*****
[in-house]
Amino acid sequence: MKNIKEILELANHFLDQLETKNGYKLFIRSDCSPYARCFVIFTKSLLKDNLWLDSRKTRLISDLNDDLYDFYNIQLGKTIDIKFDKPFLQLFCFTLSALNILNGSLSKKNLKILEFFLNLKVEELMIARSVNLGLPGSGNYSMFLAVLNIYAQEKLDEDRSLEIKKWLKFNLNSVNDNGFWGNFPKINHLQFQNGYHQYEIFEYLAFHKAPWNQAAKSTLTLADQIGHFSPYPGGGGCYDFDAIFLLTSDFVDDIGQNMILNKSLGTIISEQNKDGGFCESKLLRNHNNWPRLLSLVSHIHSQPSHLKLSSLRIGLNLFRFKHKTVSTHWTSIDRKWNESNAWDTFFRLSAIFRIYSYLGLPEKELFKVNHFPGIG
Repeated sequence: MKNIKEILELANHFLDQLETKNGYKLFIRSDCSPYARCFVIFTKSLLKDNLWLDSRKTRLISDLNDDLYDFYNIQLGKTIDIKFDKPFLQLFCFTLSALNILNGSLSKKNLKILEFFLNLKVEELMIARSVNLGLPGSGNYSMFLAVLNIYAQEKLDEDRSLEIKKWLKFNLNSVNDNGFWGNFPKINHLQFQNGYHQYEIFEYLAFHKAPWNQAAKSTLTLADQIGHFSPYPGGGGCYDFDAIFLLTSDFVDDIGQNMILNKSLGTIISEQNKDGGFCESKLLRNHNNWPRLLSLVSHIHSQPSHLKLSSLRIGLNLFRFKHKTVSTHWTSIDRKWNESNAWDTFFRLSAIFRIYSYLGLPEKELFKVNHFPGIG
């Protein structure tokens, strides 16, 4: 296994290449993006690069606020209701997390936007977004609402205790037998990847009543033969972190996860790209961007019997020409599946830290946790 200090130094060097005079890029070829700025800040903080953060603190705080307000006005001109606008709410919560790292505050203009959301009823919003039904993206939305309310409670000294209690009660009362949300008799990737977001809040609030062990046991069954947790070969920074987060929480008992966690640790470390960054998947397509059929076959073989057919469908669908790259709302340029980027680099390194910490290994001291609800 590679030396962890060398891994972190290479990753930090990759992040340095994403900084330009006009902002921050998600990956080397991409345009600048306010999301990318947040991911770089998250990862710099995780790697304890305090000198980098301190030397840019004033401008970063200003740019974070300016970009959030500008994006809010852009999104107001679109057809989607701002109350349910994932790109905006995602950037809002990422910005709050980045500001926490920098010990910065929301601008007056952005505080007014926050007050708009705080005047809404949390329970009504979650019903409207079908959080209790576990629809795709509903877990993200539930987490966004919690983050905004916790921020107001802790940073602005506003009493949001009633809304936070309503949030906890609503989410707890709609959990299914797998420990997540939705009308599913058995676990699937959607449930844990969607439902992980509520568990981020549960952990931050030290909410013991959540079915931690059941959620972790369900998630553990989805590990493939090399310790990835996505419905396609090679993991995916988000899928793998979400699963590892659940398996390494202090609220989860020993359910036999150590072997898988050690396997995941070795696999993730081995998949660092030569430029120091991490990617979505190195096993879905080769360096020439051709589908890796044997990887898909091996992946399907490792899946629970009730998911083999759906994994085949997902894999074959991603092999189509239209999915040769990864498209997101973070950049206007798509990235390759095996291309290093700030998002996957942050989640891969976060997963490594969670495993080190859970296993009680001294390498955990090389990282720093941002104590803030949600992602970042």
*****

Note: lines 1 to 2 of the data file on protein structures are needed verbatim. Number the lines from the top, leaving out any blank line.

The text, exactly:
[in-house]
Amino acid sequence: MKNIKEILELANHFLDQLETKNGYKLFIRSDCSPYARCFVIFTKSLLKDNLWLDSRKTRLISDLNDDLYDFYNIQLGKTIDIKFDKPFLQLFCFTLSALNILNGSLSKKNLKILEFFLNLKVEELMIARSVNLGLPGSGNYSMFLAVLNIYAQEKLDEDRSLEIKKWLKFNLNSVNDNGFWGNFPKINHLQFQNGYHQYEIFEYLAFHKAPWNQAAKSTLTLADQIGHFSPYPGGGGCYDFDAIFLLTSDFVDDIGQNMILNKSLGTIISEQNKDGGFCESKLLRNHNNWPRLLSLVSHIHSQPSHLKLSSLRIGLNLFRFKHKTVSTHWTSIDRKWNESNAWDTFFRLSAIFRIYSYLGLPEKELFKVNHFPGIG